After the war, Mary Katherine and William had a falling out and she was forced out of the paper for reasons which are unclear. She continued selling books and dry goods for years and as postmaster until 1789 when she was forced out of this position as well.

 

When the new US government created its official post office in August of 1789, the first postmaster general appointed by George Washington, Samuel Osgood, immediately fired Mary and put a political ally in her place. Mary was told the position would require a lot of travel and since she was a woman she would not be able to handle it. Mary had been running the busiest post office in the country for years, but this didn’t matter to Osgood. The protests of hundreds of businessmen in Baltimore fell on deaf ears as well and Mary’s contribution to the post office came to an end. Mary Katherine Goddard remained in business until the early 1800s and passed away at the age of 78 in 1816, having made her mark in the printing industry and on the post office.

 

http://www.revolutionary-war-and-beyond.com  

 

Jack Manning

Secretary General

National Society Sons of the American Revolution

www.sar.org

 

"Facts are stubborn things; and whatever may be our wishes, our inclination, or the dictates of our passions, they cannot alter the state of facts and evidence."

John Adams (1770)

George Washington appointed head of the Continental Army

George Washington appointed head of the Continental Army

 

On this day in history, June 15, 1775, George Washington is appointed head of the new Continental Army. Congress created the Continental Army on June 14 and began discussing who should be appointed as Commander-in-Chief. John Hancock hoped for the position, but the more experienced Washington was elected unanimously the following day.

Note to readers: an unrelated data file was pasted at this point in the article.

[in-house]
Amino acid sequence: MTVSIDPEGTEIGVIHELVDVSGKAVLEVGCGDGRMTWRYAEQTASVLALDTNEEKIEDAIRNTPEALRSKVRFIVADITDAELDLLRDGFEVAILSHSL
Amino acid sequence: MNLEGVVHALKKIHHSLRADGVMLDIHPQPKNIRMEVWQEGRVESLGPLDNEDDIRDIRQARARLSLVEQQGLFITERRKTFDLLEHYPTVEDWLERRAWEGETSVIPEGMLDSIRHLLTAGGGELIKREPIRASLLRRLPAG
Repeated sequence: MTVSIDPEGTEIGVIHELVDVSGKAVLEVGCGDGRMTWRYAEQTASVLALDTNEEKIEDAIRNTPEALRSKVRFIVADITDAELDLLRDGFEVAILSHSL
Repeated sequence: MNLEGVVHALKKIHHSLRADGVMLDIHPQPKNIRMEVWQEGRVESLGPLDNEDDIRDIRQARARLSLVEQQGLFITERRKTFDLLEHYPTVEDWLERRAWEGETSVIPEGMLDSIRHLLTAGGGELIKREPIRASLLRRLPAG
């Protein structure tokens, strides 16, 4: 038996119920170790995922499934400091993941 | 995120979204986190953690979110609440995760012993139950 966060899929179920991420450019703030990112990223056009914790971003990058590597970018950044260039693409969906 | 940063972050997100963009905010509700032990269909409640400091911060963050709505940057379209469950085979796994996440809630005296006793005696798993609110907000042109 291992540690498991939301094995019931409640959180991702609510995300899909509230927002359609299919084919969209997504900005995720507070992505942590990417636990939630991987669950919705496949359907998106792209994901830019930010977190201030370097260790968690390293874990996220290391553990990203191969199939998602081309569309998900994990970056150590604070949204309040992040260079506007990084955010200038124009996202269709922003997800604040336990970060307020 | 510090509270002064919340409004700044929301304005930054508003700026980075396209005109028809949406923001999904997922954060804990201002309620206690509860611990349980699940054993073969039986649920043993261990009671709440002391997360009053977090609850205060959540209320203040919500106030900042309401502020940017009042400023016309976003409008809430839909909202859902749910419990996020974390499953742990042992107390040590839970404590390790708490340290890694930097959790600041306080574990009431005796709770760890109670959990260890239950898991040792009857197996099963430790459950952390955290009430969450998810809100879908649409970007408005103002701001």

John Adams pressed for Washington as the Commander, partly because he believed someone from Virginia should hold the position. Virginia was the most populous colony and the southern colonies would be more likely to support a Virginian. In addition, Washington’s military experience from the French and Indian War was a decisive factor.

           

On June 16, Washington gave a short acceptance speech to Congress in which he expressed his grave reserves about his own qualifications for the position, but he accepted nonetheless and expressed his thanks for their trust in him. Washington then told them he would not take any salary during his time as Commander-in-Chief, but would only accept reimbursement for expenses. Washington then received his official commission on the 17th.

 

On the 18th, from Philadelphia, he wrote a letter to his wife Martha, informing her of his appointment and that he must leave for Boston immediately. He told her that he had not sought the position and had actually tried to avoid it, but that he felt duty bound to serve at the request of his countrymen. He also told Martha that he had updated his will and hoped to be home by the end of the year.

 

The following week, Washington left for Boston where New England militia were laying siege to the city. 6,000 British soldiers were trapped inside the city, while 10,000-15,000 militia, under the command of Massachusetts General Artemas Ward, surrounded the city. The militia was made up mostly of untrained farmers, merchants and artisans. They were underequipped and ill fed. Disease ran rampantly through their camps. Washington faced a formidable job of turning these regular citizens into an army that could defeat the vastly superior British army.